We’ve already covered Robbie Cooper’s book Alter Ego: Avatars and Their Creators, which consists of portraits of people and their online avatars, but the Wall Street Journal has an interesting little Q&A with Cooper and Tracy Spaight, a contributor to the volume. The most discussed question is why – with the theoretical possibilities of virtual worlds – do people stick to the same old, same old?
WSJ.com: Why do we tend to see the same narrative archetypes in these games?
Mr. Cooper: The slightly depressing thing about Second Life is that you can be literally anything you want to be – you have user created content. But if you go in there and look at people, they’re pursuing the same old kind of ideal. And it’s quite homogenous, which says a lot about how deeply influenced we are by the media, by our culture and by advertising.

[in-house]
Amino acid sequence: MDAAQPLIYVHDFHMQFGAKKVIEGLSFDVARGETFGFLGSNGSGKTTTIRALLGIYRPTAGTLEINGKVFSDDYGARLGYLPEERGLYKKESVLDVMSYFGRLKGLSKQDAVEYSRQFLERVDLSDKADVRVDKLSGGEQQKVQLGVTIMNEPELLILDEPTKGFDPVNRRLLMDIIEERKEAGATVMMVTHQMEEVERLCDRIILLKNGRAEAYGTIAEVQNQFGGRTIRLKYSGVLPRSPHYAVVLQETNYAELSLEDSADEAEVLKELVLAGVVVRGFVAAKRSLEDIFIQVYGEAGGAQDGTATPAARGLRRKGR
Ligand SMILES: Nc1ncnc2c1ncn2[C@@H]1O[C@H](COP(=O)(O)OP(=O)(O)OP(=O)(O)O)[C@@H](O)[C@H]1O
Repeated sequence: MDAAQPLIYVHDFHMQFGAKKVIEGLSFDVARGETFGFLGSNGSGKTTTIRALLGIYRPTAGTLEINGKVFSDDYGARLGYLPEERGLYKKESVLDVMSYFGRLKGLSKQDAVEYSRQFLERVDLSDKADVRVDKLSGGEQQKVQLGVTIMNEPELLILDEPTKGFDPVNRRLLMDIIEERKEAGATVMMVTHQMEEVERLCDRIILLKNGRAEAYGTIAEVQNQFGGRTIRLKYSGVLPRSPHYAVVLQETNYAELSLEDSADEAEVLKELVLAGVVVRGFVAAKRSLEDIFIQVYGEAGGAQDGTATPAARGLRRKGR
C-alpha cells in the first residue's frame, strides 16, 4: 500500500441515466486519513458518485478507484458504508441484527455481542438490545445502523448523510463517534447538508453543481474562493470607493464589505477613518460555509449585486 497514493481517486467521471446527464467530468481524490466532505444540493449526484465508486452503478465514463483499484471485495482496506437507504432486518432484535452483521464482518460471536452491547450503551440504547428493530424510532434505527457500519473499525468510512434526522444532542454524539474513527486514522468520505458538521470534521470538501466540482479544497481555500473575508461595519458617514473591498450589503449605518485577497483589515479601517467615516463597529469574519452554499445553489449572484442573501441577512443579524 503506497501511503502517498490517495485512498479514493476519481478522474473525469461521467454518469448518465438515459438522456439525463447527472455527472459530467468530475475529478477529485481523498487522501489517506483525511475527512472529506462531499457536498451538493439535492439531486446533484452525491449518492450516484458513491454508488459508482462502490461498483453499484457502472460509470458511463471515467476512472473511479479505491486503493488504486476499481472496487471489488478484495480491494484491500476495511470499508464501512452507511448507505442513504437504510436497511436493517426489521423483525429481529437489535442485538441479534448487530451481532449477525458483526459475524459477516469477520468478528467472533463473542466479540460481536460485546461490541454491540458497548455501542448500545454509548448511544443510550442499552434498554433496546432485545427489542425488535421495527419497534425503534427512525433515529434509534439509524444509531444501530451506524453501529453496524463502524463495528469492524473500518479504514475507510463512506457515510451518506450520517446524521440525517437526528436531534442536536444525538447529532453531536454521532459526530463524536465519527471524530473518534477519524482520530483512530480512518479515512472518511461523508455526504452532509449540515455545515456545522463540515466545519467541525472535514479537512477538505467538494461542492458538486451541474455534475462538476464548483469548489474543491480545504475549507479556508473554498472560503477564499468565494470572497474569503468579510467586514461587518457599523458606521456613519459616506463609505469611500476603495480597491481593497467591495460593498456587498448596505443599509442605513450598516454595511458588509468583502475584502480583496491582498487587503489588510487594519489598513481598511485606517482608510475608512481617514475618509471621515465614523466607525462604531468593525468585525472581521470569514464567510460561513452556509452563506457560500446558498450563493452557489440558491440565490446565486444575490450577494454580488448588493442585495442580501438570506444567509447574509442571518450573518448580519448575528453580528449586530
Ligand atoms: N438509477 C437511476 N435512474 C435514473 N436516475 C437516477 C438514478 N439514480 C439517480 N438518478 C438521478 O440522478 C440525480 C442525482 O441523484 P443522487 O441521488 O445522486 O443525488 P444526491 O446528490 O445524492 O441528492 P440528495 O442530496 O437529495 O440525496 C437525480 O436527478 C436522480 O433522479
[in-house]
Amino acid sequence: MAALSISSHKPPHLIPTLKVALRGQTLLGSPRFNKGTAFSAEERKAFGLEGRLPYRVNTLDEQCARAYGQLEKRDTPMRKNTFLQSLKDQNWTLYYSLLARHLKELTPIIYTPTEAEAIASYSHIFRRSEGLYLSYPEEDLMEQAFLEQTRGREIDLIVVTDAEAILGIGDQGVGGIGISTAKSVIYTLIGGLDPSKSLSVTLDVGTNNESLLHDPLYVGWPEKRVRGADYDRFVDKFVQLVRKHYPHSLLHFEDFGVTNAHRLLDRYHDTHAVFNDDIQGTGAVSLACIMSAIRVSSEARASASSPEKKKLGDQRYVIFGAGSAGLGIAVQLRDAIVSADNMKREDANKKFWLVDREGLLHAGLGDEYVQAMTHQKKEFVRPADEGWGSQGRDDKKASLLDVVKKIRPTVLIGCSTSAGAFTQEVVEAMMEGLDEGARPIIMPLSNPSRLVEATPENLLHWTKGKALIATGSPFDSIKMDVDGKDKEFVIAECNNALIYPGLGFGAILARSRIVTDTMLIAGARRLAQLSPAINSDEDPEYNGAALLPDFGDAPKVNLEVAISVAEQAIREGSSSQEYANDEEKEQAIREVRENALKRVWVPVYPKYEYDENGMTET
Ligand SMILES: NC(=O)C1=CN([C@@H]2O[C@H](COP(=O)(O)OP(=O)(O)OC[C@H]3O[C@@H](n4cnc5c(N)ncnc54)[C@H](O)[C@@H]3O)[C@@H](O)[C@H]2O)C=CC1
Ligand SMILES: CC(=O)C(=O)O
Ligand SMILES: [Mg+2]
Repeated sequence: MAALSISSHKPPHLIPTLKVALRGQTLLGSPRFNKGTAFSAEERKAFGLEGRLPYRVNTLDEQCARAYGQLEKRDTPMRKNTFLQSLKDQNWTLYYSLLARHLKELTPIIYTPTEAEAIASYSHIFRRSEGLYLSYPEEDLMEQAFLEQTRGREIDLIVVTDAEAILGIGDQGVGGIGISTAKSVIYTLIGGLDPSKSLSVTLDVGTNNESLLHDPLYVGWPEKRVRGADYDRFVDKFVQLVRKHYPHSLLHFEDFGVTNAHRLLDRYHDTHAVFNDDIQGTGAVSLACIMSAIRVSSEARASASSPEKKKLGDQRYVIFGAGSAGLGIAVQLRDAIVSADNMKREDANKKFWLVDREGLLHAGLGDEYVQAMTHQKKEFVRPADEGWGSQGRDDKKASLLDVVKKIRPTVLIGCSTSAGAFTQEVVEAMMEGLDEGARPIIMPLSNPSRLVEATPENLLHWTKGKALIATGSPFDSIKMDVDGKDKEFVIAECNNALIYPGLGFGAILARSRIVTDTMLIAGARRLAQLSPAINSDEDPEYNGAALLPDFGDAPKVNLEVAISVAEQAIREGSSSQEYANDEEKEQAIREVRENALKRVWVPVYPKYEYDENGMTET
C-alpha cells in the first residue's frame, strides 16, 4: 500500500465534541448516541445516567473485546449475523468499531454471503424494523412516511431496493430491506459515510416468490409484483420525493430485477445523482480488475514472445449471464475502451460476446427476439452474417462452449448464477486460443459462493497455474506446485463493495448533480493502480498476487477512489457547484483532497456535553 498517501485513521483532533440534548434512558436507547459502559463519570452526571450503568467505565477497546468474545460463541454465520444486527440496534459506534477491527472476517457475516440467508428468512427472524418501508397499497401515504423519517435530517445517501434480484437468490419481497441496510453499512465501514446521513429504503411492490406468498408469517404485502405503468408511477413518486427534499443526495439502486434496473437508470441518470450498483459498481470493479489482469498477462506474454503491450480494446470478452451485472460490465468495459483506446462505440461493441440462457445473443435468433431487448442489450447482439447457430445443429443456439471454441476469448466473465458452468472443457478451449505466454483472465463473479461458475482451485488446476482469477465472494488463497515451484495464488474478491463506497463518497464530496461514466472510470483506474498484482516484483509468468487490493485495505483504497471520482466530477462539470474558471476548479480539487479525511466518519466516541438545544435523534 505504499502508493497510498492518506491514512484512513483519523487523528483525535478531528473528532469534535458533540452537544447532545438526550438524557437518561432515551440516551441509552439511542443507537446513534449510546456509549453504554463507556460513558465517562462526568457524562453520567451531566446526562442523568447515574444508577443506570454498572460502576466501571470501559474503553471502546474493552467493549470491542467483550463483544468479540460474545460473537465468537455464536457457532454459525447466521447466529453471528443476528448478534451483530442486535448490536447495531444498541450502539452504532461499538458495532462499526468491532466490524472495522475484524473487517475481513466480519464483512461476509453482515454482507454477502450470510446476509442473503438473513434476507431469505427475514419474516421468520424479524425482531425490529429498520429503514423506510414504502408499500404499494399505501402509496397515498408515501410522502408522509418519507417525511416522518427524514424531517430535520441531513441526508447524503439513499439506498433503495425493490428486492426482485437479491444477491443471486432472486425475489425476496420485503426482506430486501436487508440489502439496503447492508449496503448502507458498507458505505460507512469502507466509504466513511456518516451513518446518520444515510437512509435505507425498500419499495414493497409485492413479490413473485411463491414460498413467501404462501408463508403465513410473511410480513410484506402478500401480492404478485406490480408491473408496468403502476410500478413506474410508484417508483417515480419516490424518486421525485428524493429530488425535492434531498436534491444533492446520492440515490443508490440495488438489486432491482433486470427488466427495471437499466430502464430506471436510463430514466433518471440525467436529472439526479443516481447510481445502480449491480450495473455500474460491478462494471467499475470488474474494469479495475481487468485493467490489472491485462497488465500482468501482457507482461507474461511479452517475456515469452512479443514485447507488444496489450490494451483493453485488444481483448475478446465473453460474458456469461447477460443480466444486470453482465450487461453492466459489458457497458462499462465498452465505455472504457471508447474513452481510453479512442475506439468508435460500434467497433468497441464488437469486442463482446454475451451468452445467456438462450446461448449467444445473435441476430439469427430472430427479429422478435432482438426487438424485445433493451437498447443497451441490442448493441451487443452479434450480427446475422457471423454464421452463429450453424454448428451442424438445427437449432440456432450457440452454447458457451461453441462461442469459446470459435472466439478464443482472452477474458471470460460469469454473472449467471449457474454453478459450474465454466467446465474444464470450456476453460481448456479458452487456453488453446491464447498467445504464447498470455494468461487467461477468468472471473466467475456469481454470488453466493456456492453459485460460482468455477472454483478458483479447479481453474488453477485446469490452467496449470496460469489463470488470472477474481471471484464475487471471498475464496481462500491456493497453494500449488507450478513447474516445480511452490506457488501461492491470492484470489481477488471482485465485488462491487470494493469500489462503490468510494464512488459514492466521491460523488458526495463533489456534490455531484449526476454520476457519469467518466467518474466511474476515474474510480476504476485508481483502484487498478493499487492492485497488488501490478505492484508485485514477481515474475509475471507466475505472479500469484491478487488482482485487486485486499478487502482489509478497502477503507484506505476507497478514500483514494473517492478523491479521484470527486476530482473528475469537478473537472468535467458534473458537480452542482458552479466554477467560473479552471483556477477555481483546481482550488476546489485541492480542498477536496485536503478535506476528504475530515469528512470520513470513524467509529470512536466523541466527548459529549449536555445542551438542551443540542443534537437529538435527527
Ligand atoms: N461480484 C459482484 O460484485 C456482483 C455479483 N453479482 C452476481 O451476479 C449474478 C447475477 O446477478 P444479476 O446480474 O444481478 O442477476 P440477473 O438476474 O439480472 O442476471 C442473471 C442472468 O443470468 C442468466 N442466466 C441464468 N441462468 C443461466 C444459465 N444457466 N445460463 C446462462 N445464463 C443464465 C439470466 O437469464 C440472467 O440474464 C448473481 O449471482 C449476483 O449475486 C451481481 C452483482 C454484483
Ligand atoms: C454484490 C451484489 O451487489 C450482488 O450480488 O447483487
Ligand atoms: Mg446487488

Second Life is boring, Korean gamers are reticent to talk about their online other halves, and Alexis de Tocqueville’s observations on 19th century America apply to inhabitants of virtual worlds across the globe. The book itself looks like a fascinating snippet of people and their connections to games.
Q&A: Alter Egos [WSJ Online]